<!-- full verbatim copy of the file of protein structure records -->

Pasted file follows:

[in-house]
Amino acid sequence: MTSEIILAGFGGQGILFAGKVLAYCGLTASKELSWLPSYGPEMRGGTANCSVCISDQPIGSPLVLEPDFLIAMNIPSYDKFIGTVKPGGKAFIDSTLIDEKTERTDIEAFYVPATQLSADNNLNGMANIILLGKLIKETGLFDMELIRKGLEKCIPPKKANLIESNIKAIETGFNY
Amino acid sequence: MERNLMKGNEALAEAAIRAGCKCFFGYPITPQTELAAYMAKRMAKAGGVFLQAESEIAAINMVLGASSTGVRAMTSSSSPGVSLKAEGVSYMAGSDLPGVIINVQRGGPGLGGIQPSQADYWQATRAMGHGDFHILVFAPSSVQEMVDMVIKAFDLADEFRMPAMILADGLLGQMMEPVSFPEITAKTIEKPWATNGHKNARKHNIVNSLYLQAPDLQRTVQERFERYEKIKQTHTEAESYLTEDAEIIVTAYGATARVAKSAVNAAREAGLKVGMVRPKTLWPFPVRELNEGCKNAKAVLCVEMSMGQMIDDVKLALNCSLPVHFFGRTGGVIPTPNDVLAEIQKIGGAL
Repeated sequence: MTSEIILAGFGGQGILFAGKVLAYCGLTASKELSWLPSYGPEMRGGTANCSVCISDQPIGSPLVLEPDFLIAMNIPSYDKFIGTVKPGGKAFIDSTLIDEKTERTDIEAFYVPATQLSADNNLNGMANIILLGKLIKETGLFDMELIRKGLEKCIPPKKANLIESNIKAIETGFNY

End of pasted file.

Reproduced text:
[in-house]
Amino acid sequence: MTSEIILAGFGGQGILFAGKVLAYCGLTASKELSWLPSYGPEMRGGTANCSVCISDQPIGSPLVLEPDFLIAMNIPSYDKFIGTVKPGGKAFIDSTLIDEKTERTDIEAFYVPATQLSADNNLNGMANIILLGKLIKETGLFDMELIRKGLEKCIPPKKANLIESNIKAIETGFNY
Amino acid sequence: MERNLMKGNEALAEAAIRAGCKCFFGYPITPQTELAAYMAKRMAKAGGVFLQAESEIAAINMVLGASSTGVRAMTSSSSPGVSLKAEGVSYMAGSDLPGVIINVQRGGPGLGGIQPSQADYWQATRAMGHGDFHILVFAPSSVQEMVDMVIKAFDLADEFRMPAMILADGLLGQMMEPVSFPEITAKTIEKPWATNGHKNARKHNIVNSLYLQAPDLQRTVQERFERYEKIKQTHTEAESYLTEDAEIIVTAYGATARVAKSAVNAAREAGLKVGMVRPKTLWPFPVRELNEGCKNAKAVLCVEMSMGQMIDDVKLALNCSLPVHFFGRTGGVIPTPNDVLAEIQKIGGAL
Repeated sequence: MTSEIILAGFGGQGILFAGKVLAYCGLTASKELSWLPSYGPEMRGGTANCSVCISDQPIGSPLVLEPDFLIAMNIPSYDKFIGTVKPGGKAFIDSTLIDEKTERTDIEAFYVPATQLSADNNLNGMANIILLGKLIKETGLFDMELIRKGLEKCIPPKKANLIESNIKAIETGFNY